Within two years all trucks in interstate commerce will have to carry the motor carrier identification number issued by the Federal Motor Carrier Safety Administration.
Within five years, all will have to bear the legal name of the operating carrier.
The new rules, proposed in 1998, essentially do away with old marking requirements of the Interstate Commerce Commission. FMCSA says they are intended to "enhance the ability of the FMCSA, the states, and the general public to identify motor carriers." All changes are effective July 3, 2000, but the agency has alllowed phase-in periods for retrofitting vehicles in service before that date.
Carriers that are now using ICC numbers will have to replace them with "USDOT" numbers by July 3, 2002. By July 5, 2000, all commercial vehicles must also carry the legal name or a single trade name of the operating carrier, as listed on the motor carrier identification report (Form-150). FMCSA rejected a proposal to require the city and state where the company is based, agreeing with trucking arguments that it isn’t necessary. Any vehicles put into service on or after July 3, 2000, should be in compliance.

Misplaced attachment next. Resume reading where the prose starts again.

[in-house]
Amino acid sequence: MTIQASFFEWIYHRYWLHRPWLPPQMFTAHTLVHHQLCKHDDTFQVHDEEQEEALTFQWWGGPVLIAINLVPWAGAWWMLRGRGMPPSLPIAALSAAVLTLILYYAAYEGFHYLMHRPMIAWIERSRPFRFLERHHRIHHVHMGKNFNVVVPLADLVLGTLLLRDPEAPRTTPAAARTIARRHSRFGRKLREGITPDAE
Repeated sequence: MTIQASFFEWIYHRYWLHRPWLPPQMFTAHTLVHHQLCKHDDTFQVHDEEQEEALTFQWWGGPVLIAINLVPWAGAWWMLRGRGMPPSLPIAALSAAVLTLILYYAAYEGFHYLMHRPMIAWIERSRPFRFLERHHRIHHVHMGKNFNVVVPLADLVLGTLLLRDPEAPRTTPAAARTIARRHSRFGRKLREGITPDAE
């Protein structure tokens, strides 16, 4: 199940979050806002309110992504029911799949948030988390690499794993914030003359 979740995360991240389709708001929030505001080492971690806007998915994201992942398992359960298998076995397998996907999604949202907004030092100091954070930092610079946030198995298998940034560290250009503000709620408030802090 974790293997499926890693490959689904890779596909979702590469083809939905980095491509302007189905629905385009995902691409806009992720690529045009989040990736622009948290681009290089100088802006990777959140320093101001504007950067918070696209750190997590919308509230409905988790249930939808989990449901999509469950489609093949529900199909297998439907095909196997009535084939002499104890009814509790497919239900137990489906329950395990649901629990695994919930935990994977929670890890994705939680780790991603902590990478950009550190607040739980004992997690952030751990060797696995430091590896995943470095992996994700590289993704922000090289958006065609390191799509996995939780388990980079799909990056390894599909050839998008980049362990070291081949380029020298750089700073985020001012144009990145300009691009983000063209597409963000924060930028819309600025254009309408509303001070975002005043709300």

Identification markings must appear on both sides of the truck. Letters must "contrast sharply" with the background color, and must be legible, during daylight hours, from a distance of 50 feet while the vehicle is stationary. They can be painted on or can be displayed on a "removable device" if the device meets identification and legibility rules.
Trucks rented for less than 30 days can bear the rental company’s name but must also carry the rental agreement with the name and address of the renting motor carrier as well as its DOT number or information regarding the carrier’s operation and statement of safety compliance.
In the same rule, FMCSA also changed filing requirements, making it mandatory for new carriers to file Form-150 before beginning operations. Previous rules gave new carriers 90 days after beginning operations to file the form. Only the legal name or a single trade name maybe used on the report. The agency said it would consider requests for individual USDOT numbers to corporate divisions on a case-by-case basis but added that it must also consider whether assigning different numbers to a single corporate identity will "compromise the integrity of the collection process."
The final rule and discussions appeared June 2 in the Federal Register which can be accessed at www.nara.gov/fedreg.